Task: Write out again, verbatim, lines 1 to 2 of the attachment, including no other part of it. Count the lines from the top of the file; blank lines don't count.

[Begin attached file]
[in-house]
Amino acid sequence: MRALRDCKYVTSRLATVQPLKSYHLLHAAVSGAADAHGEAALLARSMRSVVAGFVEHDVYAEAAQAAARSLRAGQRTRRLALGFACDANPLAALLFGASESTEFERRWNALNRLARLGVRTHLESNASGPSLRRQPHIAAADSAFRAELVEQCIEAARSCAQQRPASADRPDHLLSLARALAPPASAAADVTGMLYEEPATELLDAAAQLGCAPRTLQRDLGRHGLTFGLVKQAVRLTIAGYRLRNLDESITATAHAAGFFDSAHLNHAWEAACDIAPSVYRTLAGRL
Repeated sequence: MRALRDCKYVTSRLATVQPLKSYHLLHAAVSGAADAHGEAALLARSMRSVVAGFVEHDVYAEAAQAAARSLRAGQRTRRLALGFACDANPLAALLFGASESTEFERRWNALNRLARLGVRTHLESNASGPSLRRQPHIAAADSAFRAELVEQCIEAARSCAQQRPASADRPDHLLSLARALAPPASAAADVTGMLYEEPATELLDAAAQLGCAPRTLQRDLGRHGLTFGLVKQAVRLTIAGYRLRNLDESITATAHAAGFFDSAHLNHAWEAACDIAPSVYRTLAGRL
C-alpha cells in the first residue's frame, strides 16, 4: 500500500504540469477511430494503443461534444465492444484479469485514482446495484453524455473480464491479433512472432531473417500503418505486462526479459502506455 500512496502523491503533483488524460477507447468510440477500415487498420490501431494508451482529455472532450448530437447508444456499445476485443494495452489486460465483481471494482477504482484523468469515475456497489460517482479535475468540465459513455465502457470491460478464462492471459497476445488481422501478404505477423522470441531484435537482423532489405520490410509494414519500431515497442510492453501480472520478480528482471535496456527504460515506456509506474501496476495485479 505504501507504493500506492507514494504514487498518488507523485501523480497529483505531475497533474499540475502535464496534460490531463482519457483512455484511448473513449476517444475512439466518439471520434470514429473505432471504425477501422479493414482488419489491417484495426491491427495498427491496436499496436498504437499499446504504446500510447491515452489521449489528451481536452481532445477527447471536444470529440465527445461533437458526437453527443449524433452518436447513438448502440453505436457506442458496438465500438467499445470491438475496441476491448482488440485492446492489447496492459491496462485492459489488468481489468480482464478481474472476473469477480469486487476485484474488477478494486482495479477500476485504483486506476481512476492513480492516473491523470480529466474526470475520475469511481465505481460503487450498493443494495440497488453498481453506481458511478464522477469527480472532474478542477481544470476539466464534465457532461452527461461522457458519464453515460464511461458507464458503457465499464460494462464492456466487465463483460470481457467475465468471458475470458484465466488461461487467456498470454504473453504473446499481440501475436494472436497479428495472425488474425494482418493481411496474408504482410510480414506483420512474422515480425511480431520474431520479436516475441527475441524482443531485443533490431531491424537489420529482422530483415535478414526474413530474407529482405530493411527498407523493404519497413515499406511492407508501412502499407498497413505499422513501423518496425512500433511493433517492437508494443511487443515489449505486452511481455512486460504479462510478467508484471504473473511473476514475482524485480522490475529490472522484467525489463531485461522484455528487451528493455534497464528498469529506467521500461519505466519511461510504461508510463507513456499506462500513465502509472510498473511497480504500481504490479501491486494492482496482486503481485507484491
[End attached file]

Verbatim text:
[in-house]
Amino acid sequence: MRALRDCKYVTSRLATVQPLKSYHLLHAAVSGAADAHGEAALLARSMRSVVAGFVEHDVYAEAAQAAARSLRAGQRTRRLALGFACDANPLAALLFGASESTEFERRWNALNRLARLGVRTHLESNASGPSLRRQPHIAAADSAFRAELVEQCIEAARSCAQQRPASADRPDHLLSLARALAPPASAAADVTGMLYEEPATELLDAAAQLGCAPRTLQRDLGRHGLTFGLVKQAVRLTIAGYRLRNLDESITATAHAAGFFDSAHLNHAWEAACDIAPSVYRTLAGRL